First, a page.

Students take obesity war straight to society
A group of students tries to bring a difference in the lifestyle of residents of Al Sila, a traditional town
It is not every day that you encounter young students who have set out on a mission to lead change in society.
Hala Aqel and Alyssa Yu, two students from the New York University of Abu Dhabi (NYUAD), are determined to make a difference in the lifestyle habits of the residents of Al Sila, a traditional town of approximately 10,000 people in the Capital's Western Region.
The students recently won the Public Health Think Tank, where over 30 students from the country submitted proposals on grass-root level solutions to fighting obesity. Aqel and Yu collaborated to plan an intervention strategy for Al Sila.
"The UAE in general can be seen as a obese-ogenic country," Aqel told Khaleej Times, adding: "people tend to live pretty stagnant lives in terms of movement."
The 18-year-old biology student, who recently moved from New Jersey, said they chose Al Sila for the project as it is a small, quiet town.
"We thought it would be easy to practise our proposal in a smaller town. We chose this (town) ... because it's less modern, it doesn't have as much access to takeouts and junk foods.
"Also, because it's an isolated area, we can help control their diet and not worry about them sneaking food from outside their (town)," she said.
Addressing the cause
Aqel said their plan is not just to address obesity, but its causes as well. Promoting healthy eating in the town is what the young girls intend to do. The girls plan to visit restaurants, cafes, supermarkets and even peoples' homes in the town.
"We took a three-pronged approach, where we target all the places the people in Al Sila get their food from."
One of the initiatives is to increase the number of restaurants sporting the 'Weqaya' label, which is a screening programme launched by the Abu Dhabi Health Authority that identifies cardiovascular risk factors and assists in improving the individual's health status.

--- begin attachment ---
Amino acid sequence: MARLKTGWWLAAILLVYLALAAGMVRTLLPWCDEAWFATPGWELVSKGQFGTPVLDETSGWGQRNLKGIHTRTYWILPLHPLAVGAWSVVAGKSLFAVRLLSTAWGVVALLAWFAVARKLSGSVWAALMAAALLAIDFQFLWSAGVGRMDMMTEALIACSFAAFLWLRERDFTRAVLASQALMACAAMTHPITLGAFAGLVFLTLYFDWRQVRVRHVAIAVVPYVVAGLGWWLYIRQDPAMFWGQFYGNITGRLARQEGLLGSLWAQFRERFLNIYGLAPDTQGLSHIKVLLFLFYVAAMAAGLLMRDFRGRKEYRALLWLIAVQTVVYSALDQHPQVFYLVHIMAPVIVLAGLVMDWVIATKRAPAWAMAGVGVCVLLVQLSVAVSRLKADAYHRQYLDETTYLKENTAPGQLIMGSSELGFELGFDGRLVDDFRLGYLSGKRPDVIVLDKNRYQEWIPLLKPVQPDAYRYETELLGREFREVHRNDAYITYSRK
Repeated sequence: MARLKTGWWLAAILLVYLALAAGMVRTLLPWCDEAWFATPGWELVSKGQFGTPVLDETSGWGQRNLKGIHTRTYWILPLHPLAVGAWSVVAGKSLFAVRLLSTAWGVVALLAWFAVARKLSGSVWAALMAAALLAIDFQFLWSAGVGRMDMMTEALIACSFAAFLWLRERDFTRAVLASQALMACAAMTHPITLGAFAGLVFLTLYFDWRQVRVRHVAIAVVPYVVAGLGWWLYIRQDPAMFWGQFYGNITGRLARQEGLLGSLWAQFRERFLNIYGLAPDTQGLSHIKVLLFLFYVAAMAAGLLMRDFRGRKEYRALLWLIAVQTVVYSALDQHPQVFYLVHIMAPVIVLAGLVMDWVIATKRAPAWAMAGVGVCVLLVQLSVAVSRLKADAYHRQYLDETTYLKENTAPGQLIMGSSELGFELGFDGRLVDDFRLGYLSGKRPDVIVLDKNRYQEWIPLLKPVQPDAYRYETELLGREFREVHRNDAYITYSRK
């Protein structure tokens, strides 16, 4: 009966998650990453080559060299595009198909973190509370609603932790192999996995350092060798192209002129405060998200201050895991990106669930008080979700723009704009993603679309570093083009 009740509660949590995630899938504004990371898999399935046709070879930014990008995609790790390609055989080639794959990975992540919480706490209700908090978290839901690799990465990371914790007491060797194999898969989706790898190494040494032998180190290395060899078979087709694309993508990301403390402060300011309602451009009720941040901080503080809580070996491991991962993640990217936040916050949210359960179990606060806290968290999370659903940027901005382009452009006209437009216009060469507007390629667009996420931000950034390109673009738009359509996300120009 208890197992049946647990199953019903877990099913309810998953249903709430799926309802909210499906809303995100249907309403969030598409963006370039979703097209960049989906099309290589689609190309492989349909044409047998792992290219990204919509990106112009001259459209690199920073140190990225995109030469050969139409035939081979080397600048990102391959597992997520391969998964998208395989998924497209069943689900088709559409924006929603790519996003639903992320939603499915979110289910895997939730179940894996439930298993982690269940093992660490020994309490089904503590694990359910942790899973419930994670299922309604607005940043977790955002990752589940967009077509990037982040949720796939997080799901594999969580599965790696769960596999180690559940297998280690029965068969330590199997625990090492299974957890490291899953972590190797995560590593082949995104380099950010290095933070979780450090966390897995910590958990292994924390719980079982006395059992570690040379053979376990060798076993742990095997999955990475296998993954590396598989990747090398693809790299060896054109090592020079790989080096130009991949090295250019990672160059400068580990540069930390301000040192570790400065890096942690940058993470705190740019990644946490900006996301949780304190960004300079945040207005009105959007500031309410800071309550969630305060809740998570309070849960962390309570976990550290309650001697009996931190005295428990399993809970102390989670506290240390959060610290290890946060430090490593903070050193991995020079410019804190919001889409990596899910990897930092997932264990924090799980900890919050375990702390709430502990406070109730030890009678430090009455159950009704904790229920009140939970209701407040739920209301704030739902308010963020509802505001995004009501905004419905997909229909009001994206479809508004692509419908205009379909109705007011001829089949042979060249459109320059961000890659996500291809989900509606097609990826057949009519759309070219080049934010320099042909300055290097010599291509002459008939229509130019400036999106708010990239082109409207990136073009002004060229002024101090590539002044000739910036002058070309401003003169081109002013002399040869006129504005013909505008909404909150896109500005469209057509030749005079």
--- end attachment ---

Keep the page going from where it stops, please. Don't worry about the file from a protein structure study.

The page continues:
"By increasing the number of restaurants that have the Weqaya label, we figured that as a consumer, if you see more healthy options in front of you, then you would eventually gravitate towards it."
At supermarkets, the students aim to use a psychological theory known as the nudge theory. By simply rearranging the shelves and placing healthy foods at eye level, while fatty, sugary and salty foods are placed at the very top, shoppers are more likely to choose what they see first.
"It's a subconscious idea, the more you are exposed to something, the more likely you are to purchase it," she said.
Finally, the girls will target the homes of Emiratis. By working closely with the women, the students believe that they will be able to educate them about healthier cooking techniques, which can help combat obesity. However, changing the diet doesn't necessarily mean that one must stop eating traditional food.
"We are teaching women how to cook their traditional foods but in healthier ways. For instance, the options of what oil to use, such as coconut oil, or brown wholegrain rice and quinoa, instead of white rice or flour."-firstname.lastname@example.org
Fight is personal for the 19-year-old
The fight against obesity is "a personal one" for Alyssa Yu, Social Research and Public Policy student at New York University of Abu Dhabi.
The 19-year-old social research and public policy student, who recently moved to the Capital from Manila, said obesity is a widespread illness with a domino affect, which needs to be addressed.
Alyssa told Khaleej Times: "Diabetes is a common disease in my father's family, so this is a very personal and important issue for me."
"Obesity is associated with a multitude of other chronic diseases like diabetes, cancer, heart attacks and arthritis," she said.
She noted that progress occurs with time, which is why it will take almost two years to study and implement the changes in Al Sila, starting from January 2016.
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